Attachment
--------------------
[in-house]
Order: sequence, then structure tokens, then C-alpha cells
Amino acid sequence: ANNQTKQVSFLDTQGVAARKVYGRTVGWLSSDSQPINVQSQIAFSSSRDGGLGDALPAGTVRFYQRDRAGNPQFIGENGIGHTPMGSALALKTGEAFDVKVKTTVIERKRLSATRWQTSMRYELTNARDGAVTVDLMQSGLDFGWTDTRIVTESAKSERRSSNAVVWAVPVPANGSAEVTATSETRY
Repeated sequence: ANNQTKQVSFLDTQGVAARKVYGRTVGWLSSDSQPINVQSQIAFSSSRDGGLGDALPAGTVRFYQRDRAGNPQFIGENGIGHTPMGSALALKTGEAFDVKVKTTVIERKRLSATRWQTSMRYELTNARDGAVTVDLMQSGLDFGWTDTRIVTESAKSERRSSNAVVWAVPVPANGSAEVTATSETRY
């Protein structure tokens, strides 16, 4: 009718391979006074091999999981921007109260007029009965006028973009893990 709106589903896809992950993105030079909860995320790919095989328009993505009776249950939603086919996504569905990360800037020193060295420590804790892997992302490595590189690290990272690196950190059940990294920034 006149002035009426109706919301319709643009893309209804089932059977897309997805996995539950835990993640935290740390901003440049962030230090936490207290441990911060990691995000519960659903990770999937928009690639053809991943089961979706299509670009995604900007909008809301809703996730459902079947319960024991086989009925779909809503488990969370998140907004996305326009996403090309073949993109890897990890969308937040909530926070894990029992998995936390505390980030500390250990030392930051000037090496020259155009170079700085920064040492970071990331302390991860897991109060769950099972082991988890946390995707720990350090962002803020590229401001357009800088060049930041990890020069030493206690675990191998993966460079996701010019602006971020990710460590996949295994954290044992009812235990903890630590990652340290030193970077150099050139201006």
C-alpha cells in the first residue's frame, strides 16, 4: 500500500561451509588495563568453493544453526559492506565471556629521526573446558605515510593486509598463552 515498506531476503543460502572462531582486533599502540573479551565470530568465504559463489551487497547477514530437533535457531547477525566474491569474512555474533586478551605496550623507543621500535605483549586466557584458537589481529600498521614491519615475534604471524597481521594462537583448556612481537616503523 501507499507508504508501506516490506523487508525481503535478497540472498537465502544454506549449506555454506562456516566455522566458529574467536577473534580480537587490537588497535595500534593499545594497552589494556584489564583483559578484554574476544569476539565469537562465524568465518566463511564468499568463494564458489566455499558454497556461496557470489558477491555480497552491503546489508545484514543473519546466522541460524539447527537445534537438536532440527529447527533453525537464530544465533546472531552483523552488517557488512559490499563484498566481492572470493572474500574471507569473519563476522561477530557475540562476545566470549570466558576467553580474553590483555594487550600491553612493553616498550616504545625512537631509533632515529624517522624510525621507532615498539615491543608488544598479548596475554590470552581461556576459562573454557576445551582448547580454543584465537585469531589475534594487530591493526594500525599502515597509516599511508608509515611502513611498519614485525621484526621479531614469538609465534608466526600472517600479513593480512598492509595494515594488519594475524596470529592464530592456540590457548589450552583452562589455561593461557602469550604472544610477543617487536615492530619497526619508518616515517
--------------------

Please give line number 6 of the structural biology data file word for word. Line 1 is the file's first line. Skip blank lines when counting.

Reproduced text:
C-alpha cells in the first residue's frame, strides 16, 4: 500500500561451509588495563568453493544453526559492506565471556629521526573446558605515510593486509598463552 515498506531476503543460502572462531582486533599502540573479551565470530568465504559463489551487497547477514530437533535457531547477525566474491569474512555474533586478551605496550623507543621500535605483549586466557584458537589481529600498521614491519615475534604471524597481521594462537583448556612481537616503523 501507499507508504508501506516490506523487508525481503535478497540472498537465502544454506549449506555454506562456516566455522566458529574467536577473534580480537587490537588497535595500534593499545594497552589494556584489564583483559578484554574476544569476539565469537562465524568465518566463511564468499568463494564458489566455499558454497556461496557470489558477491555480497552491503546489508545484514543473519546466522541460524539447527537445534537438536532440527529447527533453525537464530544465533546472531552483523552488517557488512559490499563484498566481492572470493572474500574471507569473519563476522561477530557475540562476545566470549570466558576467553580474553590483555594487550600491553612493553616498550616504545625512537631509533632515529624517522624510525621507532615498539615491543608488544598479548596475554590470552581461556576459562573454557576445551582448547580454543584465537585469531589475534594487530591493526594500525599502515597509516599511508608509515611502513611498519614485525621484526621479531614469538609465534608466526600472517600479513593480512598492509595494515594488519594475524596470529592464530592456540590457548589450552583452562589455561593461557602469550604472544610477543617487536615492530619497526619508518616515517